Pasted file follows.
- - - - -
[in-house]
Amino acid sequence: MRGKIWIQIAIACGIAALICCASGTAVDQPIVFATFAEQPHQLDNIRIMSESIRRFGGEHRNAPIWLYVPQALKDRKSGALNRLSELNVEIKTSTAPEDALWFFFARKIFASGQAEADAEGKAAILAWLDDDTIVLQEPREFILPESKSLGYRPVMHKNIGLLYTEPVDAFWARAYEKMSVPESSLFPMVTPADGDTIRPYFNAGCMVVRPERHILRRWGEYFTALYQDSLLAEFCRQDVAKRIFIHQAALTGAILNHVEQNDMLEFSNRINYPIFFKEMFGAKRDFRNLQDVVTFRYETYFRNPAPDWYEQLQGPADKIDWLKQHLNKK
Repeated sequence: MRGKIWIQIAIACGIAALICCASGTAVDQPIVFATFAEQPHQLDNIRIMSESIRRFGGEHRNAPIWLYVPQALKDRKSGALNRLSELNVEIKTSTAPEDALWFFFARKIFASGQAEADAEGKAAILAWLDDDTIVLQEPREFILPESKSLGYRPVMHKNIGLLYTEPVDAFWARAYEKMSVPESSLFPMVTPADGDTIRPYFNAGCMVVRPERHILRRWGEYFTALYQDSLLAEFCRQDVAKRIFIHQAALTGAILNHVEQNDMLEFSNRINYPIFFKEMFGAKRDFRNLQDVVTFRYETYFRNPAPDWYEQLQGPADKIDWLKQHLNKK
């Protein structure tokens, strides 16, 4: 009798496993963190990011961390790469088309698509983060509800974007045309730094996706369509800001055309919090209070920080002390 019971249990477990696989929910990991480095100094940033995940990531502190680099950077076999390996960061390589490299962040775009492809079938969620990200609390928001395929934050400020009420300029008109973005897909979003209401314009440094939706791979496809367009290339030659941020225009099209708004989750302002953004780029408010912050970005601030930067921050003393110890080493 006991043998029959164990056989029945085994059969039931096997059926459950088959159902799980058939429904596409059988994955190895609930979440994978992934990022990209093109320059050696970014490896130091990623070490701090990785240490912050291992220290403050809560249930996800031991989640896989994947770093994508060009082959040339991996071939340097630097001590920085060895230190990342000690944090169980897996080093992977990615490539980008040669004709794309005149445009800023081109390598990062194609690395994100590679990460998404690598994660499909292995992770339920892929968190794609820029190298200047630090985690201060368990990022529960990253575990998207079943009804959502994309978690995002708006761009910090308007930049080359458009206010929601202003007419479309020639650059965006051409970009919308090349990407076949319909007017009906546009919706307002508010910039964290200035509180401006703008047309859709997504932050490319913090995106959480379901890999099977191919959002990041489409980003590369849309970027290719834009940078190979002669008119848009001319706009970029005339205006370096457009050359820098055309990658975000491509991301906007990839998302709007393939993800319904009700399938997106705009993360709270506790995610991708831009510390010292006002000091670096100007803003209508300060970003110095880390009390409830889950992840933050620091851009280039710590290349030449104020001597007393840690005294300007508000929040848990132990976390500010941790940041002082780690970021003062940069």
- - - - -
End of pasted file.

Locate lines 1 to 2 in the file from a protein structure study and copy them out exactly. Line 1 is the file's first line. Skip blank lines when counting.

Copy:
[in-house]
Amino acid sequence: MRGKIWIQIAIACGIAALICCASGTAVDQPIVFATFAEQPHQLDNIRIMSESIRRFGGEHRNAPIWLYVPQALKDRKSGALNRLSELNVEIKTSTAPEDALWFFFARKIFASGQAEADAEGKAAILAWLDDDTIVLQEPREFILPESKSLGYRPVMHKNIGLLYTEPVDAFWARAYEKMSVPESSLFPMVTPADGDTIRPYFNAGCMVVRPERHILRRWGEYFTALYQDSLLAEFCRQDVAKRIFIHQAALTGAILNHVEQNDMLEFSNRINYPIFFKEMFGAKRDFRNLQDVVTFRYETYFRNPAPDWYEQLQGPADKIDWLKQHLNKK